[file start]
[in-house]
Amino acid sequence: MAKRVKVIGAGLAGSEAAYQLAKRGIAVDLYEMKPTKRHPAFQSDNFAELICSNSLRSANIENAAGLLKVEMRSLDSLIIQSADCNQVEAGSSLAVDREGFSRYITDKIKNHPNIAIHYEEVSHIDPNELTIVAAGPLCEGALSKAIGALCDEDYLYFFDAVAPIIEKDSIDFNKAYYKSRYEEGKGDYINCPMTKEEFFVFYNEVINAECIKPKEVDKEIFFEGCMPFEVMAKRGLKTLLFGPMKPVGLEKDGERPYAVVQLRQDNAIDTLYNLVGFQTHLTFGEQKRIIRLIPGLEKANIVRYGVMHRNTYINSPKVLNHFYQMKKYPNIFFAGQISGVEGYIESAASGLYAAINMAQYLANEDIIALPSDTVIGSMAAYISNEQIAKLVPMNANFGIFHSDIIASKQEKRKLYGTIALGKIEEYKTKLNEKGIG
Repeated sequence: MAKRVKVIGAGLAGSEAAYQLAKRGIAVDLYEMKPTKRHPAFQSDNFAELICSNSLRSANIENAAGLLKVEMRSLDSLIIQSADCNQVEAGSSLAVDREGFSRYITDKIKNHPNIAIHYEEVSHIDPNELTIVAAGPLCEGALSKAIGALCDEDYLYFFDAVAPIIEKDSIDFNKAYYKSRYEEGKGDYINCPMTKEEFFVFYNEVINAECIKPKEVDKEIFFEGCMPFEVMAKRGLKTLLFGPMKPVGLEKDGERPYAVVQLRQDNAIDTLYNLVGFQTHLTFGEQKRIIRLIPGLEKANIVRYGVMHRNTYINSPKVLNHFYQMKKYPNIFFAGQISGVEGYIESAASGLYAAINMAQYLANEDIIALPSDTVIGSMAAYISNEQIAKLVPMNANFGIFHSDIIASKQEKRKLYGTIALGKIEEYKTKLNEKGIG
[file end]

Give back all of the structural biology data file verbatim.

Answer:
[in-house]
Amino acid sequence: MAKRVKVIGAGLAGSEAAYQLAKRGIAVDLYEMKPTKRHPAFQSDNFAELICSNSLRSANIENAAGLLKVEMRSLDSLIIQSADCNQVEAGSSLAVDREGFSRYITDKIKNHPNIAIHYEEVSHIDPNELTIVAAGPLCEGALSKAIGALCDEDYLYFFDAVAPIIEKDSIDFNKAYYKSRYEEGKGDYINCPMTKEEFFVFYNEVINAECIKPKEVDKEIFFEGCMPFEVMAKRGLKTLLFGPMKPVGLEKDGERPYAVVQLRQDNAIDTLYNLVGFQTHLTFGEQKRIIRLIPGLEKANIVRYGVMHRNTYINSPKVLNHFYQMKKYPNIFFAGQISGVEGYIESAASGLYAAINMAQYLANEDIIALPSDTVIGSMAAYISNEQIAKLVPMNANFGIFHSDIIASKQEKRKLYGTIALGKIEEYKTKLNEKGIG
Repeated sequence: MAKRVKVIGAGLAGSEAAYQLAKRGIAVDLYEMKPTKRHPAFQSDNFAELICSNSLRSANIENAAGLLKVEMRSLDSLIIQSADCNQVEAGSSLAVDREGFSRYITDKIKNHPNIAIHYEEVSHIDPNELTIVAAGPLCEGALSKAIGALCDEDYLYFFDAVAPIIEKDSIDFNKAYYKSRYEEGKGDYINCPMTKEEFFVFYNEVINAECIKPKEVDKEIFFEGCMPFEVMAKRGLKTLLFGPMKPVGLEKDGERPYAVVQLRQDNAIDTLYNLVGFQTHLTFGEQKRIIRLIPGLEKANIVRYGVMHRNTYINSPKVLNHFYQMKKYPNIFFAGQISGVEGYIESAASGLYAAINMAQYLANEDIIALPSDTVIGSMAAYISNEQIAKLVPMNANFGIFHSDIIASKQEKRKLYGTIALGKIEEYKTKLNEKGIG